When we are mindful, we are in, what Dr. Arthur Deikman referred to as, the ‘Observing Self’, the part of us that controls awareness and attention. We don’t have a word for it in common everyday language – we normally just talk about the ‘mind’.

Meditation is the gateway to the kind of formal mindfulness or ‘seated’ practice, which encourages us to focus on our breathing, or our body, or an object, or a sound for 10, 20, 30 min or more and, whenever the mind begins to wander (which it always does), to redirect our attention back to our chosen point of focus. It is effectively, a form of ‘brain training’.

Informal practice, on the other hand, means bringing yourself to awareness and directing your focus to become more present in the here and now as you go about your daily.

Informal practice can involve such things as mindfully eating, walking or eating or even drinking a cup of coffee mindfully, when we might become aware of how the cup feels in our hand, how the coffee looks or smells the sound it makes as it passes across our lips and its taste as the coffee is savoured and swallowed.

Research has shown that, regular mindfulness practice, whether formal or informal, changes the brain in ways which can be observed. The area of the brain known as the ‘prefrontal cortex’ associated with executive control develops more neural connections, and the area known as the amygdale, associated with stress response, becomes smaller.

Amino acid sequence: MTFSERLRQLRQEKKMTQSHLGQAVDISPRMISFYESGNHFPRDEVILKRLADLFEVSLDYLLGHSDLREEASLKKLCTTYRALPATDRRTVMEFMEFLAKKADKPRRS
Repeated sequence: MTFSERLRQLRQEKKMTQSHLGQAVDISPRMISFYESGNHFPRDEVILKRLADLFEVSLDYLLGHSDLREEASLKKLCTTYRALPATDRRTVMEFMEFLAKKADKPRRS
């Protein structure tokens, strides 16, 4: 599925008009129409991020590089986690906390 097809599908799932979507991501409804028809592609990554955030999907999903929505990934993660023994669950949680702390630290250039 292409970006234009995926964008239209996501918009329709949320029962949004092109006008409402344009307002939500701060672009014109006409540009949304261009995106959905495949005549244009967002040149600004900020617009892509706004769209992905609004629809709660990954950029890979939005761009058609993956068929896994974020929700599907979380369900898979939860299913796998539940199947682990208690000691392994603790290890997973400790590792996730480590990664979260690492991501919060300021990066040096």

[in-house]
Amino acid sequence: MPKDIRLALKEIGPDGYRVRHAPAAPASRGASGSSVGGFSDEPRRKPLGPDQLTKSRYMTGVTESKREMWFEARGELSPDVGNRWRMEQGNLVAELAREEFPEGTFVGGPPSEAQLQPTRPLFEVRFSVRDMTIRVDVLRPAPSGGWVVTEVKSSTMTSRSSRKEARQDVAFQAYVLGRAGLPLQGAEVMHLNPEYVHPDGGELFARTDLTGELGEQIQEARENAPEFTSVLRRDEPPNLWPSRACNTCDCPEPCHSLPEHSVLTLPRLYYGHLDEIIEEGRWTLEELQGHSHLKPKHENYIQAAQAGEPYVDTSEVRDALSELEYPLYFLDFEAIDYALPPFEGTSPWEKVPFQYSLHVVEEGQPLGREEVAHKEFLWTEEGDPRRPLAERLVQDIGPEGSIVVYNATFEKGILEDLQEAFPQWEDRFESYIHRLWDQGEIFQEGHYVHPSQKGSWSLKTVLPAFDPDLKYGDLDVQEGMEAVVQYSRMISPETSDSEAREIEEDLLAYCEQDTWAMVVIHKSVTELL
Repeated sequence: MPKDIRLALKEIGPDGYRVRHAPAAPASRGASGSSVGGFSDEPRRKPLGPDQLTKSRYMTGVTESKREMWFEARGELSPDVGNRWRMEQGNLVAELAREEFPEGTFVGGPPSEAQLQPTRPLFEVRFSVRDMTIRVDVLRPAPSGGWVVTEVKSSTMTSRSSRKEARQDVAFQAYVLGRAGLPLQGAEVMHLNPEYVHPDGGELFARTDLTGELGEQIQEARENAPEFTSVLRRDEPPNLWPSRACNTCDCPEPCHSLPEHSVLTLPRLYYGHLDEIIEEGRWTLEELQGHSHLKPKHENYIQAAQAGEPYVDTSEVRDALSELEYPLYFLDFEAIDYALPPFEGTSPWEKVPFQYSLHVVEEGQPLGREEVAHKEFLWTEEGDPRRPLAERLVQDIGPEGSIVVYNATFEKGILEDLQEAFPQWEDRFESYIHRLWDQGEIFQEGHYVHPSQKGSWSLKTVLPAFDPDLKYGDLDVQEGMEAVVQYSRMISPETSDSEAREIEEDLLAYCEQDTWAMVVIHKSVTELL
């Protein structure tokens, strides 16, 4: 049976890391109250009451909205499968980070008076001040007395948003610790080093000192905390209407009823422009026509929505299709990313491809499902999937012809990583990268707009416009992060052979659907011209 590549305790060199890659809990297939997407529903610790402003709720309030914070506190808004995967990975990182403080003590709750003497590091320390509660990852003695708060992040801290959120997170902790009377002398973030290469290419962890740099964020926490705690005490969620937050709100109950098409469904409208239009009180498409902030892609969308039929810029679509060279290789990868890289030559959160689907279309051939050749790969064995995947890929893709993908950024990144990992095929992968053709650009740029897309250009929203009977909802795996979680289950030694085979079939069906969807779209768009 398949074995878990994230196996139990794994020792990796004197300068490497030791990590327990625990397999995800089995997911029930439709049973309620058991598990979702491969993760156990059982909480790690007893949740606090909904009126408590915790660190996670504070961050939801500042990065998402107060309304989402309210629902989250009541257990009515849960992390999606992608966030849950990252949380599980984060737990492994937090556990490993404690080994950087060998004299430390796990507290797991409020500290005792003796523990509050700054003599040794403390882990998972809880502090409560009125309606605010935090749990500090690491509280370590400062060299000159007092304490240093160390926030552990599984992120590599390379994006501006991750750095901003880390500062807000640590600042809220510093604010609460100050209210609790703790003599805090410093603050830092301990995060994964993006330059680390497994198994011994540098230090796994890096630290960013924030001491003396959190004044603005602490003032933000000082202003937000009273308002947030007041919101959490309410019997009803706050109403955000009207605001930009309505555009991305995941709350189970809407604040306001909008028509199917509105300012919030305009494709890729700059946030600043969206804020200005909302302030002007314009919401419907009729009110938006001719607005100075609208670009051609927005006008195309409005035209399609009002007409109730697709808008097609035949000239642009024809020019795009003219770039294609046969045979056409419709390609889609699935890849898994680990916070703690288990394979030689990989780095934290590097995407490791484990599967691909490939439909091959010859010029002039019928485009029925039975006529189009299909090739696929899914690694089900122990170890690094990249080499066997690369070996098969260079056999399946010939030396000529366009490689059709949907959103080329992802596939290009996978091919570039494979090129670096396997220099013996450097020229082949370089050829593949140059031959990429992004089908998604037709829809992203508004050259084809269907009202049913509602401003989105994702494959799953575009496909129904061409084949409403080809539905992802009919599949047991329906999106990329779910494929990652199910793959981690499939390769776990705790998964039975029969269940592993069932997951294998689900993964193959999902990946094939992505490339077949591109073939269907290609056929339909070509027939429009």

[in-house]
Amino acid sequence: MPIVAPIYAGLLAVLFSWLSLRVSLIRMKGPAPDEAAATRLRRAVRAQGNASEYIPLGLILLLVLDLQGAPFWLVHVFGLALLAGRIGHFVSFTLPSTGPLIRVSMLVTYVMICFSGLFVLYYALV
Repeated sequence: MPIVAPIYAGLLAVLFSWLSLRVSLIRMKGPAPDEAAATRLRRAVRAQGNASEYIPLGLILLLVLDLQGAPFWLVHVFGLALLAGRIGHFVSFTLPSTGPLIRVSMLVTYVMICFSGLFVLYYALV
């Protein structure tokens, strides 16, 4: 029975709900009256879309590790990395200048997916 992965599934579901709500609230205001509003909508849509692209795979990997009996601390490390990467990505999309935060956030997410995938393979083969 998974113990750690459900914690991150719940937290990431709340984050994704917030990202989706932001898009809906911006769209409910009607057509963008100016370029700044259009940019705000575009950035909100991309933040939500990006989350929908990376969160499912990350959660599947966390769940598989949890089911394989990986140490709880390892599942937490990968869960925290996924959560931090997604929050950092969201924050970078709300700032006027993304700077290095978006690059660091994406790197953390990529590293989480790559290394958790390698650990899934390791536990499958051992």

The positive implications are clear.

So, the next time your boss shouts at you and your emotional right hemisphere is encouraging you to throttle him, remember ‘no one can make you angry without your permission.’

Take time to consider the humble ampersand, the important gap between react and respond, between  ‘stop’ and ‘go’, and allow your pre frontal cortex to make the right decision….with mindful awareness.



Frances Masters

Frances Masters is a BACP accredited psychotherapist with over 30,000 client hours of experience. Follow her @fusioncoachuk, or visit The Integrated Coaching Academy for details about up coming training.